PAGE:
The Reverend Whit Soards (Whit Stodghill; Big Ten Champion 1979, Tennis, #3 singles, #2 doubles) graduated from the Program in American Culture in 1981, where her work in the AC major taught her “how to read and write and understand the world in which I live and work.” From American Culture, she went straight to the Yale Divinity School, and was ordained an Episcopal priest in 1985. Only the second woman ordained in the state of Kentucky, Reverend Soards remembers, during the first fifteen years of her work, being one of the youngest priests in the crowd and one of the very few women breaking new ground in the Church. Despite the lack of mentors and guides along the way, she persevered, eventually moving in 1996 to a local parish in her hometown of Louisville.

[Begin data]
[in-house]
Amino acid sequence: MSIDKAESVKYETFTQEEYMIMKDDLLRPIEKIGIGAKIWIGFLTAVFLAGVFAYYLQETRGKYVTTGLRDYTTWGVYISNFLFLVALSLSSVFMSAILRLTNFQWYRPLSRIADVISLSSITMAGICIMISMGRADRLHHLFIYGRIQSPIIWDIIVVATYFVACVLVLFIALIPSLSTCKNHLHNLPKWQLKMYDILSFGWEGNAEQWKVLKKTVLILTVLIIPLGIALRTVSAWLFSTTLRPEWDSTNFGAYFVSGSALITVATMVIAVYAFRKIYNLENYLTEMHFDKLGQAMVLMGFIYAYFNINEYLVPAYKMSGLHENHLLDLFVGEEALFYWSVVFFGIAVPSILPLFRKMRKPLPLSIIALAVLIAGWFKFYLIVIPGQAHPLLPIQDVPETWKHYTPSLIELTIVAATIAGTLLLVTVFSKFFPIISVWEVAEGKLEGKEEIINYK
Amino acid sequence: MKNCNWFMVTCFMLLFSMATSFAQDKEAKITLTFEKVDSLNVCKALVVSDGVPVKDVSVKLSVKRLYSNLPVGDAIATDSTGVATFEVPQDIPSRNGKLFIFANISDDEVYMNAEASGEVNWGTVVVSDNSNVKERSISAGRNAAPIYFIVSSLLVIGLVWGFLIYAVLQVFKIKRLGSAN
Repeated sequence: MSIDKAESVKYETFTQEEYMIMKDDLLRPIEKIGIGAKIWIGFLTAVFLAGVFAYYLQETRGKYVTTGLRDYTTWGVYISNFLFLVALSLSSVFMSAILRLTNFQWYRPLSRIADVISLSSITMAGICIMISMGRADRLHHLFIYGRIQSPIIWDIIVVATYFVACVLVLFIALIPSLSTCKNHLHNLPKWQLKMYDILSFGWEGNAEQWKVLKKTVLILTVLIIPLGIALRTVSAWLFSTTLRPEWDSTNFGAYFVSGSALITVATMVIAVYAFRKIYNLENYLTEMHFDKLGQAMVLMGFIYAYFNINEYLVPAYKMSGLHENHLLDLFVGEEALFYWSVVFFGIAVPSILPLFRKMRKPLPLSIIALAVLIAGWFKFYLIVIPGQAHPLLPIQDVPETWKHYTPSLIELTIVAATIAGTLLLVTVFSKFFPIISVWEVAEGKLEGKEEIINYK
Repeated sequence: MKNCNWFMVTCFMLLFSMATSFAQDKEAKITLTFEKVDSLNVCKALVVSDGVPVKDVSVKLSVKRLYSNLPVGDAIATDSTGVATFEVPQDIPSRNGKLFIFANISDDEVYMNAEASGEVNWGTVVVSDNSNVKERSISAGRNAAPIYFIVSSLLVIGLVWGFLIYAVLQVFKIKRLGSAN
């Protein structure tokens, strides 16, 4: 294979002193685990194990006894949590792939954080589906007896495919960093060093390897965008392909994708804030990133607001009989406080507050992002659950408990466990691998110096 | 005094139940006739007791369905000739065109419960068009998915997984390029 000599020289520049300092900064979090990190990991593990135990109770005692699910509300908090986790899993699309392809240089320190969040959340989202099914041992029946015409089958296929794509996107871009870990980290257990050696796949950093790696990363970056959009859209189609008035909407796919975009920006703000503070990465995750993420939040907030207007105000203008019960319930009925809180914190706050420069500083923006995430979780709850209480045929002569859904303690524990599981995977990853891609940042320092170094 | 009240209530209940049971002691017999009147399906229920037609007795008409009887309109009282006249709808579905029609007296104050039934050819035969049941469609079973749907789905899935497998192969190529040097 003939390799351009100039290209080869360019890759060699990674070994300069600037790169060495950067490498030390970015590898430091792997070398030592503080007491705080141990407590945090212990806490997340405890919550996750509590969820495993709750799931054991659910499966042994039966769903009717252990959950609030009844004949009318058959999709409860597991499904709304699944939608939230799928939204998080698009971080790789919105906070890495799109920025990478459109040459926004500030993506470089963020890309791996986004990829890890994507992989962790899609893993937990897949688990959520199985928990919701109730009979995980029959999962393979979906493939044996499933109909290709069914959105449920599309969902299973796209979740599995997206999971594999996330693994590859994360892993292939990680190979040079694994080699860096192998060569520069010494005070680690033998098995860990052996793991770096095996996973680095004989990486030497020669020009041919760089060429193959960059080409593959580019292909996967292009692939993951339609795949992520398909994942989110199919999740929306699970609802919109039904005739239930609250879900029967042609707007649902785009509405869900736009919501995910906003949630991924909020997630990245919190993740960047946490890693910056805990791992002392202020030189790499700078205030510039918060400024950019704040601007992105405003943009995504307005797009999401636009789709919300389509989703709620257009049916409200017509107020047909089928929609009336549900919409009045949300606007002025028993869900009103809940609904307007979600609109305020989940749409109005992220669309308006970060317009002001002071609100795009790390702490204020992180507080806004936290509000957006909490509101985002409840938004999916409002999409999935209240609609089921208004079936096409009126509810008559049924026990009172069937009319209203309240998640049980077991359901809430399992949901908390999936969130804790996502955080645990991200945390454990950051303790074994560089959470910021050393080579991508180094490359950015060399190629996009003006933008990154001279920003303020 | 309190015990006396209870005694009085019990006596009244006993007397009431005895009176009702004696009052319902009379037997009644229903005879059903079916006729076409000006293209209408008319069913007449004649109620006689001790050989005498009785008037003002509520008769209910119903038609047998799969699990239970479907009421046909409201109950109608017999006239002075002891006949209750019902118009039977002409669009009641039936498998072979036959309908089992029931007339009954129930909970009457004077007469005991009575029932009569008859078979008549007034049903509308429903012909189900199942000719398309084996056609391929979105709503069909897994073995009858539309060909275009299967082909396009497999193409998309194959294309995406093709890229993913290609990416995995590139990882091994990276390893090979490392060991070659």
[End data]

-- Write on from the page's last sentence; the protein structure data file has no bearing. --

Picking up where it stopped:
With the birth of her first son, Lloyd, Reverend Soards shifted her emphasis to hospital work in order to find a more regular schedule. What she found was new challenges and excitement, working among “all kinds of people in all sorts of situations, most of which are, for them, stressful.” Reverend Soards continues: “In this context I have to respect and appreciate all sorts of different ways people of different backgrounds have of handling illness, death and grief. At first, these many and varied ways of handling grief tended to shock me, and sometimes even bewilder me. But as I began to have more experience I find that I am most often graced by unexpected gifts from patients and families whose styles differ from mine. Just today I shared a lovely conversation with an African American woman, who told me all about her entire clan of children, grands, great-grands, and even her beloved great-great-great-grandson "JW," who just adores donuts! We prayed together, hands clasped and hearts united in our common faith, I an Ivy League educated priest, she a Pentecostal lay woman of significant faith, praising God and asking God for strength for the journey. My background in American Studies is part of what has equipped me for this delightful and challenging work.”